The good news is that the increased rate of healthy older individuals around the globe suggests that the aging process is not necessarily associated with illnesses. Healthy older people can lead active and productive lives well beyond the current standard age of retirement of 65–70 years [13].

If the scientific and medical community took a closer look at a century-old reductionist and chaotic approaches to biomedical research and therapy for chronic diseases, particularly cancer, they would come to the same conclusion that the status quo on such fragmentary research cannot be acceptable any longer. The current failure rates of claimed ‘targeted’ therapy, ‘personalized’ or ‘precision’ medicine for solid tumors of 90 % (±5) are the outcomes of such reductionist approaches [46]. There is an urgent need to understand this serious problem that resulted in the loss of millions of precious lives and huge economic burden to the society [6]. Policy makers should seriously consider switching the current culture of sick care to a culture of healthcare for the aging population particularly in USA. Approaches to a healthier society are only possible if the policy makers and public understand and consider correcting the following wrong principles that have been routinely applied in medical sciences (reviewed in [6]):
  1. 1.

    Drastic reduction in the might of medical/cancer establishment that has increasingly overwhelmed the right of science and creation of a sick society that is drug-dependent for huge profits in the last century;

     
  2. 2.

    Systematic and integrated understanding of the details of fascinating complex biological laws that govern the body’s health provided through effective immunity for prevention or delayed onsets of age-associated diseases such as cancer and other disabling conditions throughout life.

     

There are enormous amount of quality isolated data on a wide range of biological topics that remain disconnected, invalidated or unused when prevention or treatment options of diseases are decided. Constructive analyses of data require understanding of the multidisciplinary biomedical fields and integration of information, and connecting the dots for developing effective roadmaps on biological pathways that control and maintain health. Such constructive efforts toward solving cancer mystery have not been possible by the reductionist and chaotic approaches to research that the current powerful cancer establishment chose to direct for a century [6]. Furthermore, producing fragmented data and feeding the information to popularized informatics and various databases by employing computational or system biology methods and expecting to find answers have not been successful and created more confusion. Despite all such efforts aging processes and development of diseases such as neurological disorders or cancers and how to control them remain mysteries to be solved [46].1 For example, except for our ‘accidental’ discoveries that were established in 1980s on experimental models of acute and chronic ocular allergies, there is little/no evidence on a direct link between inflammation and altered dynamics of immune system that would lead to cell growth and tumor [49]. In these studies the role of immune disruptors (antigens) on time course kinetics of developmental phases of inflammation-induced immune dysfunction resulted in tumorigenesis and angiogenesis. Recent analyses of the original data became the first report on sequential interactions and synergies between host activated immune and non-immune cells (e.g., MCs, B cells, epithelial, mucus secreting goblet cells) and those recruiting cells from vasculature (e.g., eosinophils and tumor-associated macrophages) in the direction of multistep tumorigenesis and angiogenesis [5].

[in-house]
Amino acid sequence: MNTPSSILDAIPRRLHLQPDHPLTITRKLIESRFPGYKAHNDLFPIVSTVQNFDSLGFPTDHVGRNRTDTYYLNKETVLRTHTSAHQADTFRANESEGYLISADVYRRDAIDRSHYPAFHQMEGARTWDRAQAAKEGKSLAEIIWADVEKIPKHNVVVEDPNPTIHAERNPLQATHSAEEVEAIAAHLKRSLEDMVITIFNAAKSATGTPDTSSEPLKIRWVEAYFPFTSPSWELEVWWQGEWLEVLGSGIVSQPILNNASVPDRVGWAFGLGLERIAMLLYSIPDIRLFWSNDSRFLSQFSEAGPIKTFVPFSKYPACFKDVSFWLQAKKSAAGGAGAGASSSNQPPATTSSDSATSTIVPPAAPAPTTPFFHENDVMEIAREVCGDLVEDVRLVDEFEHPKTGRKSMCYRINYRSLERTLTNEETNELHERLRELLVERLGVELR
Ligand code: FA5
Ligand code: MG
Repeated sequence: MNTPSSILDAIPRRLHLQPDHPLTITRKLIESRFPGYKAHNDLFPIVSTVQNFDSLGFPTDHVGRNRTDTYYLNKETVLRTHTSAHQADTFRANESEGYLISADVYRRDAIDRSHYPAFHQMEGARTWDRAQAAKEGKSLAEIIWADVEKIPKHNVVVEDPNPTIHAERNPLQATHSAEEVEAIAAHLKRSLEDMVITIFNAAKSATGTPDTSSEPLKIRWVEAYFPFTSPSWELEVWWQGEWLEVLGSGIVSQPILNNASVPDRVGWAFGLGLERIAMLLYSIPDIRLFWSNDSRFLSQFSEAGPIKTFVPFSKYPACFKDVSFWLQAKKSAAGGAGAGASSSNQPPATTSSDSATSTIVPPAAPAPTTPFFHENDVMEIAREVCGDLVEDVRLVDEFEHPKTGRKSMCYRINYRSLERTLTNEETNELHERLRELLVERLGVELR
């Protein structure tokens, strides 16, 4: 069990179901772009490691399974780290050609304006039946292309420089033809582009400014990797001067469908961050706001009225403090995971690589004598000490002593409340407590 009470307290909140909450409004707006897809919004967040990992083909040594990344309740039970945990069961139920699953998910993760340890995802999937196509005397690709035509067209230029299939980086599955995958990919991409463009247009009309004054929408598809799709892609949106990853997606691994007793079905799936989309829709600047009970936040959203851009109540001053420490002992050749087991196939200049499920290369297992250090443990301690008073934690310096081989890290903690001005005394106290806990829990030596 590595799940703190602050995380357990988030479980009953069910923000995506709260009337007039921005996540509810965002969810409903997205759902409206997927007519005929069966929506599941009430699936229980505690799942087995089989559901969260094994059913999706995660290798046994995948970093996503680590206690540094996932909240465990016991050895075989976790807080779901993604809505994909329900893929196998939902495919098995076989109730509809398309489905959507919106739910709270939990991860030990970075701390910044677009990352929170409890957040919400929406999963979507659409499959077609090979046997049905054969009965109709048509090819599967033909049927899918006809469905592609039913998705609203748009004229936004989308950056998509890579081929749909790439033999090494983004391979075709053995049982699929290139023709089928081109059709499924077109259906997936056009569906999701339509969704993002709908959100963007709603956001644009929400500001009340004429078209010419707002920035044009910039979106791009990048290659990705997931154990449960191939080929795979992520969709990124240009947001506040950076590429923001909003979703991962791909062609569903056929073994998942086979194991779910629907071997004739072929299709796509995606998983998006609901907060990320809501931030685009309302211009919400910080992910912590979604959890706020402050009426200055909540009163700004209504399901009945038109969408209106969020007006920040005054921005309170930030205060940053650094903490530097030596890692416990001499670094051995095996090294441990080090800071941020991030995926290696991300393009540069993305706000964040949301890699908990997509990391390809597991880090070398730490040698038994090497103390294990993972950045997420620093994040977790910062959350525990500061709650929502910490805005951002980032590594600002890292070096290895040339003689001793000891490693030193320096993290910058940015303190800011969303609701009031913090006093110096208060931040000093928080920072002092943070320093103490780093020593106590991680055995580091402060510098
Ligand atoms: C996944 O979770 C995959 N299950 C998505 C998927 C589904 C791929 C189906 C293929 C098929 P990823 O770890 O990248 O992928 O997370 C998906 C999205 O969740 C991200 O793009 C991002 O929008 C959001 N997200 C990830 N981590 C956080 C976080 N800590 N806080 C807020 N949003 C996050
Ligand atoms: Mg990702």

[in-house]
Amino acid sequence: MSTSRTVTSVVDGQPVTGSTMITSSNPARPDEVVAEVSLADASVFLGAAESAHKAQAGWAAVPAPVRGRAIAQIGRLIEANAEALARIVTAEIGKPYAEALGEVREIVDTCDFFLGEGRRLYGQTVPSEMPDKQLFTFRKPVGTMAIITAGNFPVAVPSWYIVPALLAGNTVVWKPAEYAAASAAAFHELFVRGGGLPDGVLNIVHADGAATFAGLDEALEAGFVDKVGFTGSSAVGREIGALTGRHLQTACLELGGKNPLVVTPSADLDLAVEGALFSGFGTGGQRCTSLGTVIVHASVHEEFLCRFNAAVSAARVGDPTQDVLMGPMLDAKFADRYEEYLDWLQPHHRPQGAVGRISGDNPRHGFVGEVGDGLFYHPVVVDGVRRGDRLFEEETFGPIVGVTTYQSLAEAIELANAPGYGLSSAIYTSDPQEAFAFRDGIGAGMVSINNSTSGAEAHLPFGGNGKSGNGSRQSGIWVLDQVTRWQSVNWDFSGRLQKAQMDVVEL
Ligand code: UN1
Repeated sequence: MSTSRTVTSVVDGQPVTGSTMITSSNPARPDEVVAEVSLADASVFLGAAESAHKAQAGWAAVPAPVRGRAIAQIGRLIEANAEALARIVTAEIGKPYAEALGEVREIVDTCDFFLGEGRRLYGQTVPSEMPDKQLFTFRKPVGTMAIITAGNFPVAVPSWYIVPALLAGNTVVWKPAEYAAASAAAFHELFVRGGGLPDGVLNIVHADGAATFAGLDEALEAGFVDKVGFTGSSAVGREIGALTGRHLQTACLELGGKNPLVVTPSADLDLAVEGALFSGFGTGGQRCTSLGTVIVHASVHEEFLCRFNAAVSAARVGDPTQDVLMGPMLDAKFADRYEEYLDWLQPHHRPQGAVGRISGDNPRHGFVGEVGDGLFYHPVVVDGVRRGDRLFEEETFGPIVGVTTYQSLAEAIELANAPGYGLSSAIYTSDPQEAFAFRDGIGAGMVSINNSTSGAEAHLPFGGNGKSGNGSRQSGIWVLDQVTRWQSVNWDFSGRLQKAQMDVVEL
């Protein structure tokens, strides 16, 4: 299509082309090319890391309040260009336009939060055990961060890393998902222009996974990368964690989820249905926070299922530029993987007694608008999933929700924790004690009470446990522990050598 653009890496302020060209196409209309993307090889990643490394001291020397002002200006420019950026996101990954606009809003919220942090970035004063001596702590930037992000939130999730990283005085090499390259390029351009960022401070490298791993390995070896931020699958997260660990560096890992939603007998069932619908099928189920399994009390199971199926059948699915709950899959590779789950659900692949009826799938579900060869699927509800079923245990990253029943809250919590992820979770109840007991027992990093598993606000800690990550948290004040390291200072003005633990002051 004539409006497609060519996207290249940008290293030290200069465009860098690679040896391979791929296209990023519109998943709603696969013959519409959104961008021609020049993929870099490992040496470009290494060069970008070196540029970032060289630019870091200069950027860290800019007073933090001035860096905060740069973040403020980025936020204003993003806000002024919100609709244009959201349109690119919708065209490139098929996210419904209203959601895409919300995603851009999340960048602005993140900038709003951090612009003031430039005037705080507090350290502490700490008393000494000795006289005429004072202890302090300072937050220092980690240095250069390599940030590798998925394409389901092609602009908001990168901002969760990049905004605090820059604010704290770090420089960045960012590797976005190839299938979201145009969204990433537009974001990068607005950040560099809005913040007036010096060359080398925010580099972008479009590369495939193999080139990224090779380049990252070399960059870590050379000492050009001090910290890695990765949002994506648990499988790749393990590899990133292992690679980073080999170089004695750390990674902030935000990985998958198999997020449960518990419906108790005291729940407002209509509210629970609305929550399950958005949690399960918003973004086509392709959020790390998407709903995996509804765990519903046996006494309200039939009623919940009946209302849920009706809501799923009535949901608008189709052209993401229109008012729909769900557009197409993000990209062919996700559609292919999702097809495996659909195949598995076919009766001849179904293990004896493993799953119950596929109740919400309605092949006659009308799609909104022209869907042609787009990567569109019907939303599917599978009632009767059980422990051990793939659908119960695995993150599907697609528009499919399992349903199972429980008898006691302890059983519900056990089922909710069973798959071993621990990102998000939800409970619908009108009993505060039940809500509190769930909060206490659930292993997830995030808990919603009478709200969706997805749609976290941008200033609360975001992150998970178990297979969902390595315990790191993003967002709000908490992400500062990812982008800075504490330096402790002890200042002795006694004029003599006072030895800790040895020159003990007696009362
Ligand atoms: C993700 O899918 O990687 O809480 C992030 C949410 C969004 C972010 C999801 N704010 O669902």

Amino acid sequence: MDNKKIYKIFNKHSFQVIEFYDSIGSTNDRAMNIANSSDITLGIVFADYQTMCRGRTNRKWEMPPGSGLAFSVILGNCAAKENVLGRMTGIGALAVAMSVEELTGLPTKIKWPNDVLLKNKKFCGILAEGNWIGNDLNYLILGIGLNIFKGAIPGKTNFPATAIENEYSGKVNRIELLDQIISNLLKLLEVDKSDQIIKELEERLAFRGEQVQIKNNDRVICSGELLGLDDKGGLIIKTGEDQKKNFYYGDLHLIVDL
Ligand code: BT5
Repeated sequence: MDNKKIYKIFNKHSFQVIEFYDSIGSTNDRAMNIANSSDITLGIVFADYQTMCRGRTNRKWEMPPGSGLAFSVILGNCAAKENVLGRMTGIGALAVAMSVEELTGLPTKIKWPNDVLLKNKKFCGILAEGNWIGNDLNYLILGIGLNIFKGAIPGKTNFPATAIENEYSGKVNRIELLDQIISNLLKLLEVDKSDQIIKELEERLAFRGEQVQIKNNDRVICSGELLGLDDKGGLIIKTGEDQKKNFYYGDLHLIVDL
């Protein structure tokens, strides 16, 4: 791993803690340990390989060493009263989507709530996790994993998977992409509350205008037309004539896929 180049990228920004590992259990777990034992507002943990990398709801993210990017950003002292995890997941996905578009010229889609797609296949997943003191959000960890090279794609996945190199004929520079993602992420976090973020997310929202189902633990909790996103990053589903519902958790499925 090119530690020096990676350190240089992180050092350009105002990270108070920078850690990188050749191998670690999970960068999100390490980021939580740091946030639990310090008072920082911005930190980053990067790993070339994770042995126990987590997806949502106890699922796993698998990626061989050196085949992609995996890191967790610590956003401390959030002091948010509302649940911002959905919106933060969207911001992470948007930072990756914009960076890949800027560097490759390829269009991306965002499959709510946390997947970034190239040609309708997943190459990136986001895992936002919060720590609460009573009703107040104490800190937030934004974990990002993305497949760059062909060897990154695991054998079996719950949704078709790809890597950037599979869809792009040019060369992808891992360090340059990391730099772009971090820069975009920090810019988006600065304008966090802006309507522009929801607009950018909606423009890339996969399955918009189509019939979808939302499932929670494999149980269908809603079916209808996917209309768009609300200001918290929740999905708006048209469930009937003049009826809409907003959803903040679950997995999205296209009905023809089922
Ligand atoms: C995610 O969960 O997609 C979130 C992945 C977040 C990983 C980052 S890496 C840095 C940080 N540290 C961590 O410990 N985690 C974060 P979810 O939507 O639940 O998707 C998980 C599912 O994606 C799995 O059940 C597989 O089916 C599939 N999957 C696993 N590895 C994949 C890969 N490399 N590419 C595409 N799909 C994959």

Among the most scientific damaging factors that influenced lack of progress in cancer research or how to control it are the peculiar lack of interest of decision makers to systematically study the early events on initiation of altered immune response dynamics, that we defined as the loss of balance in Yin and Yang of acute inflammation, in aging process and multistep diseases, including the lawless growth of cancerous cells in susceptible tissues and development of site-specific cancers [49]. It is alarmingly disappointing that despite existence of over 20 million publications on cancer-related topics, and the investment of trillions of dollars for research and therapy, cancer scientists and oncologists still debate whether inflammation is protective or destructive to the body. The ongoing misunderstanding and misinformation regarding the role of inflammation has been tremendously costly as millions of lives are lost to cancer because of wrong approaches to cancer therapy that include recent reductionist approaches to immunotherapy that repeatedly failed patients [6]. The author believes that pretending and claiming that we are winning the war on cancer is worse than admitting that we are not.